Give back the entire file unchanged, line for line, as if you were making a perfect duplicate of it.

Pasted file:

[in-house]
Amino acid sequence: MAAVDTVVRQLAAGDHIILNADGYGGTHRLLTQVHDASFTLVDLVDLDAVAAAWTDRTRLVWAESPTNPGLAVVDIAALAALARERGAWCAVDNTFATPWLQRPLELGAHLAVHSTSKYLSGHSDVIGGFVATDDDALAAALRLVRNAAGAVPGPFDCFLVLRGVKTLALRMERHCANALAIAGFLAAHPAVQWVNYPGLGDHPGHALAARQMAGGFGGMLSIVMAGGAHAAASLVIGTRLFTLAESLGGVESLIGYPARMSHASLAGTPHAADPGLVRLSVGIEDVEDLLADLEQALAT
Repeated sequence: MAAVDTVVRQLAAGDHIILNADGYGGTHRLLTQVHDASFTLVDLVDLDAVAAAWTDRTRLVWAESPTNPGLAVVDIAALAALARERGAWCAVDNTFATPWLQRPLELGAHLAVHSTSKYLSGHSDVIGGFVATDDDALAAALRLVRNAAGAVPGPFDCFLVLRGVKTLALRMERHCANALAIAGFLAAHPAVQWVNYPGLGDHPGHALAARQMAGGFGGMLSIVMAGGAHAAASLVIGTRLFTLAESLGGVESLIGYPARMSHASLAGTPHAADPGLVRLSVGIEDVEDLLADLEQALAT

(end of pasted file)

[in-house]
Amino acid sequence: MAAVDTVVRQLAAGDHIILNADGYGGTHRLLTQVHDASFTLVDLVDLDAVAAAWTDRTRLVWAESPTNPGLAVVDIAALAALARERGAWCAVDNTFATPWLQRPLELGAHLAVHSTSKYLSGHSDVIGGFVATDDDALAAALRLVRNAAGAVPGPFDCFLVLRGVKTLALRMERHCANALAIAGFLAAHPAVQWVNYPGLGDHPGHALAARQMAGGFGGMLSIVMAGGAHAAASLVIGTRLFTLAESLGGVESLIGYPARMSHASLAGTPHAADPGLVRLSVGIEDVEDLLADLEQALAT
Repeated sequence: MAAVDTVVRQLAAGDHIILNADGYGGTHRLLTQVHDASFTLVDLVDLDAVAAAWTDRTRLVWAESPTNPGLAVVDIAALAALARERGAWCAVDNTFATPWLQRPLELGAHLAVHSTSKYLSGHSDVIGGFVATDDDALAAALRLVRNAAGAVPGPFDCFLVLRGVKTLALRMERHCANALAIAGFLAAHPAVQWVNYPGLGDHPGHALAARQMAGGFGGMLSIVMAGGAHAAASLVIGTRLFTLAESLGGVESLIGYPARMSHASLAGTPHAADPGLVRLSVGIEDVEDLLADLEQALAT